So, our advice to you? In Turbo, try to get out of the pier area as quick as possible. If you walk toward the right for a few blocks, then you're in the area of several bus depots. Pop in to some shops to ask for some more specific directions and, if some guys keep on hassling or following you, duck into a cafe until they're gone.
Our experience and knowledge of Turbo is not definitive; if you have better instructions for finding the buses, do let us know in the comment section below.
| cost: $35,000 COP per person | time: 3-4 hours
#3 bus from monteria to cartagena
After some empanadas and 45 minutes of umm-ing and aah-ing about whether we should stick to our inital plan of spending the night here, we decided to push on and try to make it to Cartagena.
In Monteria's large and modern bus terminal, you'll find no shortage of companies inside selling tickets to Cartagena. We walked around trying to gauge the best deal and, as time was of the essence, opted to go with one of the smaller mini-vans. These are almost always quicker than normal buses as they go direct between cities without stopping to pick up / drop off, but do cost about 10-20% more.
We hadn't really realised at this point that, even with official bus companies, you might be able to get a cheaper price than the one listed. We paid $50,000 COP each, bargained down from $55,000. There are cheaper options around and you may be able to push the price down a little further than we did, especially if it is low season.
| cost : $50,000 COP per person | time: 5 -6 hours
Option B (Updated August 2017)
It seems that since we visited, a new - less bumpy - way of crossing the sea has been provided: a boat from Capurganá to Necocli, followed by a bus to Cartagena via Monteria.
#1 boat from capurganá to turbo
There are two boats daily from Capurgana to Necocli, leaving at 8 a.m. and 10 a.m., and taking around 1.5 hours. At 70,000 COP (plus a 2,000 COP dock fee) it's pricier than the Turbo boat, but by all accounts it's a much more comfortable ride.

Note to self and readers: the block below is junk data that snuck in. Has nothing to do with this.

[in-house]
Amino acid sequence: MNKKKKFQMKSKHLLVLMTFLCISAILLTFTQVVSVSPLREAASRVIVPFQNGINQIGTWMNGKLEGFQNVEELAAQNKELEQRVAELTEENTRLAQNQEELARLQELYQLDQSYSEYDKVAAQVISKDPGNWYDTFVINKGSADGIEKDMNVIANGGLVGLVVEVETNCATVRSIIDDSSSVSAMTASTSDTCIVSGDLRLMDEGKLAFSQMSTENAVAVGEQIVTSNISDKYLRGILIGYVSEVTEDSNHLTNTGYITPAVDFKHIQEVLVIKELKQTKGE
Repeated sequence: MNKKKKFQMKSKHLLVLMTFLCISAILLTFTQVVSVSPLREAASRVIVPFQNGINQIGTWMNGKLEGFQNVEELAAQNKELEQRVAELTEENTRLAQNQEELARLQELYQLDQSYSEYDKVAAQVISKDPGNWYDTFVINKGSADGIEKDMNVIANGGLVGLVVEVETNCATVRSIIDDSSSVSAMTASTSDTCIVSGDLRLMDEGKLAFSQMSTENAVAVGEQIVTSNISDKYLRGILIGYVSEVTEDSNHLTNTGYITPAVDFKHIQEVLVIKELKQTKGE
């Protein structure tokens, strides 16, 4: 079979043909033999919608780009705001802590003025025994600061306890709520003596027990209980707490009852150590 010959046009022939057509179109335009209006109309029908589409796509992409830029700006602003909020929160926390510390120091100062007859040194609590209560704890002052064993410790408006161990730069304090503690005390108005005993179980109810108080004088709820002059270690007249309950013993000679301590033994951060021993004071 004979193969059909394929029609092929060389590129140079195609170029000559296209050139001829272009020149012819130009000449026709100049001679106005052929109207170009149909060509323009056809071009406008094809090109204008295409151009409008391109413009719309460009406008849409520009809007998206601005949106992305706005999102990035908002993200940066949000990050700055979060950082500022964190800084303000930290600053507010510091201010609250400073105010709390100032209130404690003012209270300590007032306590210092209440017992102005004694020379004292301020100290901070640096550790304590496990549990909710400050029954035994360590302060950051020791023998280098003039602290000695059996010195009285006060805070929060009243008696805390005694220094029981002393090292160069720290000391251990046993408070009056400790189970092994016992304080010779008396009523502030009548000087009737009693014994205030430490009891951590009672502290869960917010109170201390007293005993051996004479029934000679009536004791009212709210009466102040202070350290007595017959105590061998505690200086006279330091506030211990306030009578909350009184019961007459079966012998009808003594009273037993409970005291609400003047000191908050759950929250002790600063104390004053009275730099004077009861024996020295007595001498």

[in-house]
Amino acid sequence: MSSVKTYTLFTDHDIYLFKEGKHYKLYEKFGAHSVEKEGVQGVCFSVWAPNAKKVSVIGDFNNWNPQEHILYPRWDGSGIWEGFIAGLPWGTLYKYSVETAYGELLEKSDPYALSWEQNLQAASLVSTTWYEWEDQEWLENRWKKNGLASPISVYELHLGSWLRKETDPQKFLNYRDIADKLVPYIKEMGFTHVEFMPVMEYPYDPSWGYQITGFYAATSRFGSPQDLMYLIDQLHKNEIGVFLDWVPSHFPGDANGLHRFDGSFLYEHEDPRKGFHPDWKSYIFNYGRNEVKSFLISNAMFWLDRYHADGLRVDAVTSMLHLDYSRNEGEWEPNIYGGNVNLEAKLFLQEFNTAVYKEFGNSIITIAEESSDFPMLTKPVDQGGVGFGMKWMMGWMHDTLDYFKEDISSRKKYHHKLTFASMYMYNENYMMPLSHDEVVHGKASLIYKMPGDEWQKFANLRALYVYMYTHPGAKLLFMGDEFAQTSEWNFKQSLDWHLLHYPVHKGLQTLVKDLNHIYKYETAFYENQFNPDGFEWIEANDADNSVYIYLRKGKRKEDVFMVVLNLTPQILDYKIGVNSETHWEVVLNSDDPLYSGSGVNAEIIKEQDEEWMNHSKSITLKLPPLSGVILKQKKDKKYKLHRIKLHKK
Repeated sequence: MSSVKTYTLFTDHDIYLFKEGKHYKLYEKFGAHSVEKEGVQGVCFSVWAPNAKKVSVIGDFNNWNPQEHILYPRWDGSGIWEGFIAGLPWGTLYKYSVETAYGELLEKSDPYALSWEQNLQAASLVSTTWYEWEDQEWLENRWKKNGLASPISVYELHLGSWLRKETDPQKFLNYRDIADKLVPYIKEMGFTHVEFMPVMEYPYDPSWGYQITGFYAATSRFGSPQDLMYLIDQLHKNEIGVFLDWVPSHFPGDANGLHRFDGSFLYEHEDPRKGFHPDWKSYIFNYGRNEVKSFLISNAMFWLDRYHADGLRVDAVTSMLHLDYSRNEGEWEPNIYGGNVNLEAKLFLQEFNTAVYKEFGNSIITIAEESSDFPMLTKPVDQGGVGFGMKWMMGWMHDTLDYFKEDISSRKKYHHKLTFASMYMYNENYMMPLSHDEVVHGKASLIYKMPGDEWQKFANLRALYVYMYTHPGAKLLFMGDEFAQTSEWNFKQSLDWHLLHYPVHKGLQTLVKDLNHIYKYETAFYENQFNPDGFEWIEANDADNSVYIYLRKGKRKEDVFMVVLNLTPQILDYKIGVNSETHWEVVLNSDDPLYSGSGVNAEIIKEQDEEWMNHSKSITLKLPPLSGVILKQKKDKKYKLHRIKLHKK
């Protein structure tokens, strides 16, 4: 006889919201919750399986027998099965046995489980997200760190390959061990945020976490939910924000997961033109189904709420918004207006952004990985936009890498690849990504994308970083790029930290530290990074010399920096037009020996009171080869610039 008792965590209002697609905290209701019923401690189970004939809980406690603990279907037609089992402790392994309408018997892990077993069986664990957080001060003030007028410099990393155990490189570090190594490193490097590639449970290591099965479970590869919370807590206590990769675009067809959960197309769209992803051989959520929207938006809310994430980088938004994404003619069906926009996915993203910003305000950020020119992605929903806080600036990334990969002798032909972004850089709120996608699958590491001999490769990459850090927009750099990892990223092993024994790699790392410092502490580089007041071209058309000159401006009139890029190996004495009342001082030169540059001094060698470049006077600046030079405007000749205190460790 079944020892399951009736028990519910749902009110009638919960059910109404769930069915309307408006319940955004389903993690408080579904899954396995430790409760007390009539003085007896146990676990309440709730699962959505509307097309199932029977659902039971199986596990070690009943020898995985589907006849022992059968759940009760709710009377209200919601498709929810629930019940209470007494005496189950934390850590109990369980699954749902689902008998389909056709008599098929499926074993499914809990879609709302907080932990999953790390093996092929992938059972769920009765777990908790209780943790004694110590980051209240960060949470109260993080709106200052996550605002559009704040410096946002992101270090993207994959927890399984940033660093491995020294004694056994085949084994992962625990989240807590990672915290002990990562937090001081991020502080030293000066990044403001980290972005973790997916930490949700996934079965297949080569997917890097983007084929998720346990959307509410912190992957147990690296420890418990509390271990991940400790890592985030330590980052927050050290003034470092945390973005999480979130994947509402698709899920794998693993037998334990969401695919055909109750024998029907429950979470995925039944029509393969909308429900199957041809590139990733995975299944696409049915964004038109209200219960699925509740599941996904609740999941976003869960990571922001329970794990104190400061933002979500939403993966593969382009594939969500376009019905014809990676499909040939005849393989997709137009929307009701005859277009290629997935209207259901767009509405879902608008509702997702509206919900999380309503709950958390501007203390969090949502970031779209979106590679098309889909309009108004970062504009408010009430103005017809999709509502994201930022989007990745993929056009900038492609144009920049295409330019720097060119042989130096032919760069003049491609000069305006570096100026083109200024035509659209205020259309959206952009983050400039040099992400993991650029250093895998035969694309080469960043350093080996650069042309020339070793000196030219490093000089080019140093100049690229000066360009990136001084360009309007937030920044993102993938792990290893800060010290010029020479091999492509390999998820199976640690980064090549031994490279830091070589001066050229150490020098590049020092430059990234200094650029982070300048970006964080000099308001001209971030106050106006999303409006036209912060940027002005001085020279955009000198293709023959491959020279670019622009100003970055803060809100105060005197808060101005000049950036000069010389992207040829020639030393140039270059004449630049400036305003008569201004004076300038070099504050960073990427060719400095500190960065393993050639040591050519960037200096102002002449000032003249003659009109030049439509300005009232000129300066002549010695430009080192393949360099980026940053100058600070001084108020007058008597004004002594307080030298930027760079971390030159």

Each passenger is given a 10 kg luggage allowance, with additional kilograms charged at 1,000/kg.
As with the Turbo boat, ensure that your luggage is covered in bin liners.
| cost: $72,000 COP per person (plus excess baggage) | time: 1.5 hours
#2 bus from necocli to cartagena
Until recently, we'd never heard of Necocli, but it sounds beautiful and somewhere we'd almost certainly want to stop off had we this adventure to do again.
If however, you're more keen to head straight to Cartagena, you'll be pleased to know that there is a bus that heads all the way there at 12.30 p.m., giving you plenty of time after you step off the boat. It takes up to 9 hours, costs 80,000 COP and although it stops for a short time in Monteria, it doesn't require a bus change.
| cost: $82,000 COP per person (plus excess baggage) | time: 8-9 hours |
NB For those heading to Medellin, the good news is that there's also a direct bus from Necocli. These leave frequently and cost 63,000 COP.
taxi from cartagena bus station to getsemani
We arrived to the bus station at around 10.30 p.m. Usually, we would never arrive anywhere this late at night for reasons of safety and convenience. The only reason we made the exception is because we knew in advance that there was a secure taxi service at the bus station for a fixed price to the main backpacker district. We paid $15,000 COP for the ride which took about 25 minutes (during the day the price is $12,500 and travel time is about 10-15 minutes longer depending on traffic.)
So, we arrived at 11 p.m on a Saturday night during Colombian holiday season in one of its most popular and lively towns. In hindsight, this was a little silly of us. We kept to the main streets going hostel to hostel and, for the first time ever, every single one was fully booked. If we arrived at any other time of year, this is unlikely to have occurred. Again, if we knew we'd be arriving this late to a city, we would have booked ahead but we had no plans or opportunity to do this.
Thankfully, we did manage to find a house which rented out rooms very cheaply. After dumping our stuff, we made our way out to the Plaza Trinidad for a well-earned beer.
| cost: $15,000 COP | time: 30 minutes
So, travelling from Capurganá to Cartagena in one day can indeed be done. It's not without its challenges and potential mishaps, but we were both happy to have made the journey in a little over 18 hours. In Turbo, keep your wits about you and be aware of where you want to travel to with the taxi in Cartagena. Taking this option is perhaps more for the adventurous traveller who can speak basic Spanish.